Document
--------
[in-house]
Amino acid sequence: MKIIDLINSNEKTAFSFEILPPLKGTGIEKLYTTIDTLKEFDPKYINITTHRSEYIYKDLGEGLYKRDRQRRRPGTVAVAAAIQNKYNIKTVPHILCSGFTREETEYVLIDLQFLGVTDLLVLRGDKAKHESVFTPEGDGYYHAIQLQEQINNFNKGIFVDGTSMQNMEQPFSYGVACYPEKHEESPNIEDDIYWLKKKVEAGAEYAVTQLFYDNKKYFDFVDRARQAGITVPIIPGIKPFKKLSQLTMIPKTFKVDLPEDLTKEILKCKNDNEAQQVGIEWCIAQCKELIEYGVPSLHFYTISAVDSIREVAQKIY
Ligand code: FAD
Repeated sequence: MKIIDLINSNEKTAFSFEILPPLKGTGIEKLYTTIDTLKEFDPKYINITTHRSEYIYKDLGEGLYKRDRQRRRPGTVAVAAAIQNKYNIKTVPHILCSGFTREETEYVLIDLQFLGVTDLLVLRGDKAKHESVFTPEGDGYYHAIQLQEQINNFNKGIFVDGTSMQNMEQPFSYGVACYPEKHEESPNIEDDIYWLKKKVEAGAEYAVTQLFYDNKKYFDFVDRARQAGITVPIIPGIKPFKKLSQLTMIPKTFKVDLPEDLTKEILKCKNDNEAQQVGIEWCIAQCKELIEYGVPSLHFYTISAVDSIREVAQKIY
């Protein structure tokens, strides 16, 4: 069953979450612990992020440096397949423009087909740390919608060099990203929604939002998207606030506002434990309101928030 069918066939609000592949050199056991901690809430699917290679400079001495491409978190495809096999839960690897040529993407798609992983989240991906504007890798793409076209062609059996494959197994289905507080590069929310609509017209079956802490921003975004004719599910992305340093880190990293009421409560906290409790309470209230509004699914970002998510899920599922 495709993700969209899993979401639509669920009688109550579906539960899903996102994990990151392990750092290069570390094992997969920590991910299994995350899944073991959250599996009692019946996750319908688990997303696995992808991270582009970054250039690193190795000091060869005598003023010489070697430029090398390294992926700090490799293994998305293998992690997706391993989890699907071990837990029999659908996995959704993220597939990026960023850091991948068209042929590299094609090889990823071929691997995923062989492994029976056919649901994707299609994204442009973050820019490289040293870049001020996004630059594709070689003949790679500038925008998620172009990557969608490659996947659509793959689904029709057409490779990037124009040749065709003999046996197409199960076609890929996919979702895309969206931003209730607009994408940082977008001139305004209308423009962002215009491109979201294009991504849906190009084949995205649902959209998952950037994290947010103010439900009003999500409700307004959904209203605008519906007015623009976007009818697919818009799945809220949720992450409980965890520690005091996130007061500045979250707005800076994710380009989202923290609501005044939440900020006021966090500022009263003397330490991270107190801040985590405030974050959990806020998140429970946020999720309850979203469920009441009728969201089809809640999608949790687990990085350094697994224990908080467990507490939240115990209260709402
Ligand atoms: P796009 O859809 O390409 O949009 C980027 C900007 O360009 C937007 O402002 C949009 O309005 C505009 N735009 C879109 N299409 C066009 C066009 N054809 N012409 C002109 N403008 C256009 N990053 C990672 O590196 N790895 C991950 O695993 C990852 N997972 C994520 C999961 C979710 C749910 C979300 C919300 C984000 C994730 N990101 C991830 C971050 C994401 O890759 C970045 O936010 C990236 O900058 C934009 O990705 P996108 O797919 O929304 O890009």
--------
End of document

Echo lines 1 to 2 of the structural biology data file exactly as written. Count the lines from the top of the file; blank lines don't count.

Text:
[in-house]
Amino acid sequence: MKIIDLINSNEKTAFSFEILPPLKGTGIEKLYTTIDTLKEFDPKYINITTHRSEYIYKDLGEGLYKRDRQRRRPGTVAVAAAIQNKYNIKTVPHILCSGFTREETEYVLIDLQFLGVTDLLVLRGDKAKHESVFTPEGDGYYHAIQLQEQINNFNKGIFVDGTSMQNMEQPFSYGVACYPEKHEESPNIEDDIYWLKKKVEAGAEYAVTQLFYDNKKYFDFVDRARQAGITVPIIPGIKPFKKLSQLTMIPKTFKVDLPEDLTKEILKCKNDNEAQQVGIEWCIAQCKELIEYGVPSLHFYTISAVDSIREVAQKIY